Who Becomes a Politician?

61 Pages Posted: 7 Feb 2017 Last revised: 4 Sep 2021

See all articles by Ernesto Dal Bo

Ernesto Dal Bo

University of California, Berkeley - Haas School of Business - Business and Public Policy

Frederico Finan

University of California, Berkeley - Department of Economics; IZA Institute of Labor Economics

Olle Folke

Uppsala University - Department of Government

Torsten Persson

Stockholm University - Institute for International Economic Studies (IIES); London School of Economics & Political Science (LSE); National Bureau of Economic Research (NBER); Centre for Economic Policy Research (CEPR)

Johanna Karin Rickne

Stockholm University - Swedish Institute for Social Research (SOFI)

Date Written: February 2017

Abstract

Can a democracy attract competent leaders, while attaining broad representation? Economic models suggest that free-riding incentives and lower opportunity costs give the less competent a comparative advantage at entering political life. Moreover, if elites have more human capital, selecting on competence may lead to uneven representation. This paper examines patterns of political selection among the universe of municipal politicians and national legislators in Sweden, using extraordinarily rich data on competence traits and social background for the entire population. We document four new facts that together characterize an “inclusive meritocracy.” First, politicians are on average significantly smarter and better leaders than the population they represent. Second, this positive selection is present even when conditioning on family (and hence social) background, suggesting that individual competence is key for selection. Third, the representation of social background, whether measured by parental earnings or occupational social class, is remarkably even. Fourth, there is at best a weak tradeoff in selection between competence and social representation, mainly due to strong positive selection of politicians of low (parental) socioeconomic status. A broad implication of these facts is that it is possible for democracy to generate competent and socially-representative leadership.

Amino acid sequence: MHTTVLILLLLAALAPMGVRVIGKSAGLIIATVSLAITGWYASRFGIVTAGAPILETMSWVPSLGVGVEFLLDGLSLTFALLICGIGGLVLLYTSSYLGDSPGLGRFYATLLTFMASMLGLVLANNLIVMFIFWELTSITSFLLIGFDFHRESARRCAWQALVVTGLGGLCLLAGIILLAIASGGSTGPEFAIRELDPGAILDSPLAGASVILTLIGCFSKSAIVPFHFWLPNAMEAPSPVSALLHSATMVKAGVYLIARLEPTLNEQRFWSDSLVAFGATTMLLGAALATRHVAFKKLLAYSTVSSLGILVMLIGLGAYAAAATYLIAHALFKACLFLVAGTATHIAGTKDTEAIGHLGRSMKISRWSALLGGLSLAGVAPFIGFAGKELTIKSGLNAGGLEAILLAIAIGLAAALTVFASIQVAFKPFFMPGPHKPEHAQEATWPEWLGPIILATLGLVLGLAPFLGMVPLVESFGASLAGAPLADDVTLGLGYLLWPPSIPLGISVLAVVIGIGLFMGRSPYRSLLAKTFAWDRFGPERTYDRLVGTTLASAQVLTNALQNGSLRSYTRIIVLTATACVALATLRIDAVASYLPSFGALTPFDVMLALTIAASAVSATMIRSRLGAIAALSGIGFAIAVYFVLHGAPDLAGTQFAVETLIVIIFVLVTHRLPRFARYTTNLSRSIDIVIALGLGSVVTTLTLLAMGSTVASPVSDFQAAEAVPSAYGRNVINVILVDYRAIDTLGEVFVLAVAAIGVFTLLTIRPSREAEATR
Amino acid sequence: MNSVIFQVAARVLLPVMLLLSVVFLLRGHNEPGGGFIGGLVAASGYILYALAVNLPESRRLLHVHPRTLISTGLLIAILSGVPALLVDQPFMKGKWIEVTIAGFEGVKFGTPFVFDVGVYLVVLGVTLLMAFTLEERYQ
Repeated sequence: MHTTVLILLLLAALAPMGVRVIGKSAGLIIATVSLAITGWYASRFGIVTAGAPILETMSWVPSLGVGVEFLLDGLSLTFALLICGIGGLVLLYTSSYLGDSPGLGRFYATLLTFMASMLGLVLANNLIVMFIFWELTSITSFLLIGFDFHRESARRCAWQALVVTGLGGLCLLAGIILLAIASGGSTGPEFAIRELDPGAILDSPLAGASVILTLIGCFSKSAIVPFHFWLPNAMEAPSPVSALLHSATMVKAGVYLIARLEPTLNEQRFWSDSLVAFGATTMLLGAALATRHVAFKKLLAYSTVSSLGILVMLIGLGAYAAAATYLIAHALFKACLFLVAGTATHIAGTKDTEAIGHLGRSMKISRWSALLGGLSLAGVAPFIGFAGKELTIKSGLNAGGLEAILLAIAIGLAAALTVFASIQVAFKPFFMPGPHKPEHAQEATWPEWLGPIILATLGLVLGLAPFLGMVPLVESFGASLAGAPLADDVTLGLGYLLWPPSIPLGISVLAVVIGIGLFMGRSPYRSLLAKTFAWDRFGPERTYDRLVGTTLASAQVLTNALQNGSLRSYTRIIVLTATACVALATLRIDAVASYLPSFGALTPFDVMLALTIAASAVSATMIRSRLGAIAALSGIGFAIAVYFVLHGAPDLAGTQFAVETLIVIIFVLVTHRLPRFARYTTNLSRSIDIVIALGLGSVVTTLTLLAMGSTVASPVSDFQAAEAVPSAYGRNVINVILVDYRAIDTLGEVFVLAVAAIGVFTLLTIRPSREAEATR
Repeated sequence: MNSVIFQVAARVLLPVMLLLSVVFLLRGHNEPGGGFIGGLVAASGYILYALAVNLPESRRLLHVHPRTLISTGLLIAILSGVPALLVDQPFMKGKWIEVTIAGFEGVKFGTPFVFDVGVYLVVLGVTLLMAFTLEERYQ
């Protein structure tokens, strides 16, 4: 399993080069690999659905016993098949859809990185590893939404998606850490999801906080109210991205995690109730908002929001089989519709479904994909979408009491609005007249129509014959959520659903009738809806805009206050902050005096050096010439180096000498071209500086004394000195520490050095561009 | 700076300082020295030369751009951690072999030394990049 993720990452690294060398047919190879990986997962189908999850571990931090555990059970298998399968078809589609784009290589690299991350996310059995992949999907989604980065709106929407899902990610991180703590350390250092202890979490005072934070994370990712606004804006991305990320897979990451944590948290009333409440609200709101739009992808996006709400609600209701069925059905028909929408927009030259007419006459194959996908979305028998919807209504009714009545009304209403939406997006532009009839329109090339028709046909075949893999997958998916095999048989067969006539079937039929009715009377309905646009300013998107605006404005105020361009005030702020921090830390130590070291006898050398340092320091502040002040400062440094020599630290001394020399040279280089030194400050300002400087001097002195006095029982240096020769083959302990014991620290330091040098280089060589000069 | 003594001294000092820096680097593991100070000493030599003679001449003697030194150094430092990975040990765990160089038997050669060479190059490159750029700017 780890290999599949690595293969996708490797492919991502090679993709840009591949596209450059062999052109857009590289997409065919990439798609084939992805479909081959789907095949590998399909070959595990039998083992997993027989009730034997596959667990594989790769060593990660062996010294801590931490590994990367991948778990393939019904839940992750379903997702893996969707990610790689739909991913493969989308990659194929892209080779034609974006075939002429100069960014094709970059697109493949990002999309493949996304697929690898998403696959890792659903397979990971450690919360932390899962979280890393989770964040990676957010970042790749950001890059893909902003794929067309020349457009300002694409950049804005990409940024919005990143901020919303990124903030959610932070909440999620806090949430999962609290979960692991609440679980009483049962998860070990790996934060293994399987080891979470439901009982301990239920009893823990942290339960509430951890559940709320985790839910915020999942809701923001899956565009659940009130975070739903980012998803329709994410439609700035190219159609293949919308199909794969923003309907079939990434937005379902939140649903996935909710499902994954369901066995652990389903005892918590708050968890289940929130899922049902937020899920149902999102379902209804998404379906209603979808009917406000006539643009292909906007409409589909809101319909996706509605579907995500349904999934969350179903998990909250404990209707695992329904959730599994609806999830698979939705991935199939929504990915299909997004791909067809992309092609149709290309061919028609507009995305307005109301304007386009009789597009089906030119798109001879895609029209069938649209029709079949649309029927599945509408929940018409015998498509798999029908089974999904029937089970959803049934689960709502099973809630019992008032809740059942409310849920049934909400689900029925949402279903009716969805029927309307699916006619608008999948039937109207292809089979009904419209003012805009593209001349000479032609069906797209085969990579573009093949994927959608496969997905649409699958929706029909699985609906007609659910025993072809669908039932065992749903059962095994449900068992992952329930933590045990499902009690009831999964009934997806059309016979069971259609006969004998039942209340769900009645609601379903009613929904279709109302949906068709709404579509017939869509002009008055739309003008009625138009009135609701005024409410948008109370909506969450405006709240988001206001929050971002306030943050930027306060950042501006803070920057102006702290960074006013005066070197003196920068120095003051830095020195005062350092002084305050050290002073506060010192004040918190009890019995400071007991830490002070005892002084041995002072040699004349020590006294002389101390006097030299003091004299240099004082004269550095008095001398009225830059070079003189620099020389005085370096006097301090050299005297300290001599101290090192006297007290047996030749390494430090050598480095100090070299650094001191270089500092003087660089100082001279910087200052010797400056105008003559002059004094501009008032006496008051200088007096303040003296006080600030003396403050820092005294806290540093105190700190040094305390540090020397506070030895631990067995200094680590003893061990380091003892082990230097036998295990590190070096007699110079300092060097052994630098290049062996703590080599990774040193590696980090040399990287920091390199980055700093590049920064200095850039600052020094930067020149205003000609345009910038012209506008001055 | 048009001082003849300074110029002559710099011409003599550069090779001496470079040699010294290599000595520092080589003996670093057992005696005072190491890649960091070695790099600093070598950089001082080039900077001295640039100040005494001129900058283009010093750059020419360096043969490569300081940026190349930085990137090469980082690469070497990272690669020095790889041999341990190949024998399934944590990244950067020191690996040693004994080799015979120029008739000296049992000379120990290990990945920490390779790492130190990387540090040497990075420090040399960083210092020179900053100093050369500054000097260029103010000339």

Suggested Citation

Dal Bo, Ernesto and Finan, Frederico and Folke, Olle and Persson, Torsten and Rickne, Johanna Karin, Who Becomes a Politician? (February 2017). NBER Working Paper No. w23120, Available at SSRN: https://ssrn.com/abstract=2912093

Ernesto Dal Bo (Contact Author)

University of California, Berkeley - Haas School of Business - Business and Public Policy ( email )

Berkeley, CA 94720
United States

Frederico Finan

University of California, Berkeley - Department of Economics ( email )

310 Barrows Hall
Berkeley, CA 94720
United States

IZA Institute of Labor Economics

P.O. Box 7240
Bonn, D-53072
Germany

Olle Folke

Uppsala University - Department of Government ( email )

Scheelevägen 15 D
SE-223 70
Lund
Sweden

Torsten Persson

Stockholm University - Institute for International Economic Studies (IIES) ( email )

Stockholm, SE-10691
Sweden
+46 8 163066 (Phone)
+46 8 164177 (Fax)

London School of Economics & Political Science (LSE)

Houghton Street
London, WC2A 2AE
United Kingdom

National Bureau of Economic Research (NBER)

1050 Massachusetts Avenue
Cambridge, MA 02138
United States

Centre for Economic Policy Research (CEPR)

London
United Kingdom

Johanna Karin Rickne

Stockholm University - Swedish Institute for Social Research (SOFI) ( email )

Kyrkgatan 43B
SE-106 91 Stockholm
Sweden

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